Market Trends

Model Year 2023

2022 was another turbulent year for the automotive industry in the United States as continuing supply-chain issues and inflation in combination with rising interest rates led to another year of low sales. Domestic vehicle sales were down to 13.7 million compared to 15 million in 2021. General Motors reclaimed its long-held spot as the manufacturer with the most sales, 2.27 million vehicles with Toyota following closely behind with 2.1 million. These two automakers differ considerably in their approach to electrification. While GM sees fully electrified vehicles or EVs as the future, in 2022 only 2% of its sales were fully electrified. Toyota, in contrast, is focusing more on hybrid technology, where it sees considerable value, and between the Toyota and Lexus brands, about one-fifth of its sales had some level of electrification, largely hybrids. 

2022 was also another big year for policy developments. Recent and expected federal policy developments will boost eV sales and reduce emissions from gas-powered vehicles. The Inflation Reduction Act will reduce the purchase price of new EVs and plug-in hybrids (PHEV) by up to $7,500 and a new credit of up to $4,000 was created for used EVs and PHEVs. Whereas a previous EV tax credit was set up to expire after an automaker met a certain sales threshold, these tax credits expire entirely2032, regardless of sales. Tesla and GM had reached this sales threshold, so the new tax credits should help them sell more EVs. However, the tax credits have new restrictions and conditions. Half the credit will be conditioned on final assembly of the car in North America while the other half will be conditioned on meeting sourcing requirements for the materials used in the battery packs (these mineral-sourcing conditions are still being finalized). Many vehicles already qualify based on the assembly requirements, including the Ford F-150 Lightning, Chevrolet Bolt, Tesla Model 3, and Volkswagen ID.4. There are also income-eligibility requirements for the buyer and price caps for the vehicles to qualify. The United States could see greater electrification and lower emissions from internal combustion engine vehicles when the next round of greenhouse gas standards for light-duty vehicles are released later this year. These standards will start in model year 2027 and build off the model year 2023–2026 standard finalized in early 2022.

Electric Vehicles

Though not as many as in 2021, several automakers announced plans last year to accelerate the transition toward electric vehicles. Honda, for example, outlined its plan to go fully electric with hopes to reach 40% of new sales being electric by 2030, 80% by 2035, and 100% by 2040. Honda will also be relying on GM’s Ultium battery technology, not the first nor likely the last example of automakers partnering on battery technology and production. Hyundai announced that it is accelerating its EV ambitions with a new target of 1.87 million fully electric vehicles sold annually by 2030 and EV sales penetration of 58% of its total U.S. sales. Ford announced that it will reorganize, separating electric and internal combustion divisions to streamline operations and prepare for an all-electric future.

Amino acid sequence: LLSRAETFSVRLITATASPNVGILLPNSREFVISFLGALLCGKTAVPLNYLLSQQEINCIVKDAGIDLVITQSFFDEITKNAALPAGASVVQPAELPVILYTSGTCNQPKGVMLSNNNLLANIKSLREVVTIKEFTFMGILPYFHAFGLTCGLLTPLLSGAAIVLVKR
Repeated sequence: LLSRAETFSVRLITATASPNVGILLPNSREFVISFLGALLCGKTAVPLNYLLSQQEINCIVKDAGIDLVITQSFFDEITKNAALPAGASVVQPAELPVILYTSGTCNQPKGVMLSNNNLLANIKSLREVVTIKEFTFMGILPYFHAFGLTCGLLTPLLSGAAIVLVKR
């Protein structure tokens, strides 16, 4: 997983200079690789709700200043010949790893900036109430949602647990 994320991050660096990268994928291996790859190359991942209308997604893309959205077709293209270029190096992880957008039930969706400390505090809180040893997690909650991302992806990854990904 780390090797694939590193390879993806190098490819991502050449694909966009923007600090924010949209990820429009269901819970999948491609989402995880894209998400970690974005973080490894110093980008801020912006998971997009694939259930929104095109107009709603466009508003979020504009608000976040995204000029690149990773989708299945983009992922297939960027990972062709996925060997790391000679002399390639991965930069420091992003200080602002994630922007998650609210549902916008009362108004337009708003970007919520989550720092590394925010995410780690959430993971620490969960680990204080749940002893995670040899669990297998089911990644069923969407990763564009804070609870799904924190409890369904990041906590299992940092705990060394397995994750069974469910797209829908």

Rising gasoline prices helped propel fully electric vehicle sales to an all-time high of 5.8%, a roughly 80% increase over 2021. Tesla continued to dominate the EV market, representing 65% of fully electrified sales. Ford followed at 7.6%, doubling its EV sales compared to 2021. The Tesla Y and 3 were again the best and second-best selling EVs in 2022, followed by the Ford Mustang Mach-E. Other vehicles from Tesla and Ford as well vehicles from GM, Hyundai, Kia, and Volkswagen make up the top 10. 2022 was the first time an electric pickup, the newly introduced F-150 Lightning, was among the top 10 vehicles sold after selling particularly well. The Rivian R1T electric truck also fared well. This could be a sign of things to come as more crossovers, SUVs, and pickup truck models infiltrate the electric vehicle market. 

2022 was a record year for battery and electric vehicle (EV) manufacturing investment. Automakers committed $73 billion in total funding, indicating how serious they are about electrifying their offerings over the next decade. Other major announcements in 2022 included news that startup Our Next Energy will spend $1.6 billion on a new plan in Michigan and supply batteries for BMW; Panasonic will spend $4 billion on a new plant in Kentucky; and a joint venture between LG and Honda will spend $3.5 billion on a new plant in Ohio. Domestic sourcing provisions in the recently passed tax credits will likely further increase investment in domestic EV and EV battery manufacturing over the next decade. Unfortunately, 2022 also marked the first time in over a decade that the average price of EV batteries increased. Prices rose 7% compared to 2021 due to overall inflation and rising prices for key battery minerals, in particular lithium, nickel, and cobalt.